You probably don't need another reason not to see the latest version of the Footloose, which opens in theaters this Friday. After all, do we really need to remake every piece of pop culture for which we have the slightest tinge of nostalgia? If you liked the original, it's easy enough to find and watch it again. If you didn't, it's unlikely that substituting Kenny Wormald for Kevin Bacon is going to change your mind.
But if you happen to be considering plunking down $10 to see the movie, here's why you shouldn't: Paramount Studios is using your taxpayer-funded school time to advertise the film to a captive audience of students. At the end of September, Paramount began advertising Footloose on the in-school TV network Channel One News. That means for 5.5 million students, watching Footloose commercials is a compulsory part of the school day.
For more than 20 years, Channel One News has forced students to watch a 12-minute daily newscast that includes two minutes of ads. As the late, great Neil Postman wrote in The End of Education, Channel One represents "the first time, to my knowledge, that an advertiser has employed the power of the state to force anyone to watch commercials." Schools showing Channel One lose a full week of instructional time each school year to the broadcasts. A full day is lost to just to the ads.
And that's only counting the actual ads. The network also gives its advertisers the opportunity to integrate their commercial content into Channel One's broadcasts. So to promote the film Kung Fu Panda 2, the film's star Jack Black hosted a Channel One "news quiz" about pandas while not-so-subtlety plugging the movie. More recently, the September 28 Channel One broadcast kicked off with Julianne Hough, who identifies herself as a star of the upcoming movie Footloose, introducing the show while sitting in front of a poster from film.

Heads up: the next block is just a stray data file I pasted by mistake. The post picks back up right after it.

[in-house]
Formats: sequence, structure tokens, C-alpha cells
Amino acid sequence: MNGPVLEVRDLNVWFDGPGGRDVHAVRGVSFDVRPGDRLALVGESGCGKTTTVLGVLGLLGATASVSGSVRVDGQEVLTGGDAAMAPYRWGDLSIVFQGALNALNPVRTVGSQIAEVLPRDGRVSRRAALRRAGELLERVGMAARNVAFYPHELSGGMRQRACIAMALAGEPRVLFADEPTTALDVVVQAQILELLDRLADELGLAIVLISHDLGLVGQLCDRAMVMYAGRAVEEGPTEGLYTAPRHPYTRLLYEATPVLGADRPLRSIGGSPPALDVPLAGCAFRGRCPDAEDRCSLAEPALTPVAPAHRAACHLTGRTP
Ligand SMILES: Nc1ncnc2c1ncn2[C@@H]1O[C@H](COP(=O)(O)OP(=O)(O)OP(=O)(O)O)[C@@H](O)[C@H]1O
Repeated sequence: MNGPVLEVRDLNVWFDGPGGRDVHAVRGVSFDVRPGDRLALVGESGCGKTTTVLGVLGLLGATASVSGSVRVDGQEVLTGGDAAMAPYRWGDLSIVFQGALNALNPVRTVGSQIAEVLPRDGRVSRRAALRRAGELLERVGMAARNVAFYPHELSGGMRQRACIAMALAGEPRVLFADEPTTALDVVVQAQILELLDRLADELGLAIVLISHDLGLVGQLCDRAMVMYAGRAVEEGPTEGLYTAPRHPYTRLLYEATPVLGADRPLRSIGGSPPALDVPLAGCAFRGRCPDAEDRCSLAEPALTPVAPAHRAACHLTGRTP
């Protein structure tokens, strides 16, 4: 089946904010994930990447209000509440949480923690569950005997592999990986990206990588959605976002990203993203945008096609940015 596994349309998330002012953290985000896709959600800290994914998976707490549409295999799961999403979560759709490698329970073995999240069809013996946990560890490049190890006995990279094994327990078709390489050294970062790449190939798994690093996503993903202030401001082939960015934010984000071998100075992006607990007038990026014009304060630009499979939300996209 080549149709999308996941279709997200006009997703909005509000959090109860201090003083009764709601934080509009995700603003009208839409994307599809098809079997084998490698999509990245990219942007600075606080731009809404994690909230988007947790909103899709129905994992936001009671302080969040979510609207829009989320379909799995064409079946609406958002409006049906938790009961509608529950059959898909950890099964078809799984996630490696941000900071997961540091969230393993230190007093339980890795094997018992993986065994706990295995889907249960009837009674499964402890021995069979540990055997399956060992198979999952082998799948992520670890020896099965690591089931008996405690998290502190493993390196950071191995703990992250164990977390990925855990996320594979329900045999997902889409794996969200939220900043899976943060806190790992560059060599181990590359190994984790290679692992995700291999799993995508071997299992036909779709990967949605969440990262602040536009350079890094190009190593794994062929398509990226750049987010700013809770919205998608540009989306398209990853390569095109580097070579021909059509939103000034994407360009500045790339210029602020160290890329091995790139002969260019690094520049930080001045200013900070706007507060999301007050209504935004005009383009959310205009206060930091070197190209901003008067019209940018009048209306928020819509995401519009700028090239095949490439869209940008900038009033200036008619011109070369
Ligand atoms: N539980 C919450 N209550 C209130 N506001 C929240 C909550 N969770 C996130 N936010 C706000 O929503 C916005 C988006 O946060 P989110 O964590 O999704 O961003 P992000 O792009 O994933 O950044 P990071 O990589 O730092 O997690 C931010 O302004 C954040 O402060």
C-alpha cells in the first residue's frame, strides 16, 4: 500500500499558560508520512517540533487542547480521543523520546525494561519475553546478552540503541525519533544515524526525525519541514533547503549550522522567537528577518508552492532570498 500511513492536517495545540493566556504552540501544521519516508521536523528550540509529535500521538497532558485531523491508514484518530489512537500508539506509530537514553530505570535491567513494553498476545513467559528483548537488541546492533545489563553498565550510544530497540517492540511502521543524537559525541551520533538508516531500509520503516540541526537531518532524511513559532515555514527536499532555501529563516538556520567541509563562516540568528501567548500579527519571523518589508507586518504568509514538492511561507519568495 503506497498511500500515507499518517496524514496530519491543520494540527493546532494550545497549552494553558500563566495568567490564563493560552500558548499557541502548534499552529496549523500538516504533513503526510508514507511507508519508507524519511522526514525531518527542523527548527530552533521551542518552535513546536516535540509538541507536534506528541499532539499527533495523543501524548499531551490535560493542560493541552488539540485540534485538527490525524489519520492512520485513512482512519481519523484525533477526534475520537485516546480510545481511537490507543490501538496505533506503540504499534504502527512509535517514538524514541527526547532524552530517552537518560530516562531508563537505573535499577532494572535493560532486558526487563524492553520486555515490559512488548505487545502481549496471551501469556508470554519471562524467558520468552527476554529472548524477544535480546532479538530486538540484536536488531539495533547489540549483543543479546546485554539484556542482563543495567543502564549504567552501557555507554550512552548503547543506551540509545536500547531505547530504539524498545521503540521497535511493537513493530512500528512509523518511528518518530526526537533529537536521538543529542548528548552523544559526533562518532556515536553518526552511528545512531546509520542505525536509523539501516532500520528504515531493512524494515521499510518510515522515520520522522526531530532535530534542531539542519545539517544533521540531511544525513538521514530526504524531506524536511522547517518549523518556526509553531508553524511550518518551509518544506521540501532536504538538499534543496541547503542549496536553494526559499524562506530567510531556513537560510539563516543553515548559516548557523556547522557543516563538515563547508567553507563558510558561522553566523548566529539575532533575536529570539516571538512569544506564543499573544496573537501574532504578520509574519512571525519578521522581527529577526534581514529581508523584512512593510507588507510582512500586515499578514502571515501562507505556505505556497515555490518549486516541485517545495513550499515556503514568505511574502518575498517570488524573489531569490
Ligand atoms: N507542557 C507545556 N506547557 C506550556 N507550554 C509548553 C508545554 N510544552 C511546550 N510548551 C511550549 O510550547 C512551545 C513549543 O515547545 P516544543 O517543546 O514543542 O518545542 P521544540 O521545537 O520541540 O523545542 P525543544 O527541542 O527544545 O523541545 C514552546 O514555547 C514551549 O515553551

I asked Paul Folkemor, Channel One's Sr. Vice President for Education, what the educational value was in having Ms. Hough introduce the show, but -- not surprisingly -- he refused my repeated requests for comment. It's hard to defend the indefensible.
It's past time to put an end to Channel One's 22-year reign in schools. And one of the ways we can do that is by shaming -- and shunning -- those advertisers that push their products on a captive audience of students. So if you absolutely feel the need to cut footloose this weekend, I hope you'll stick to the DVD of the original. And save your trips to the multiplex for those movies that are not force-fed to children in school.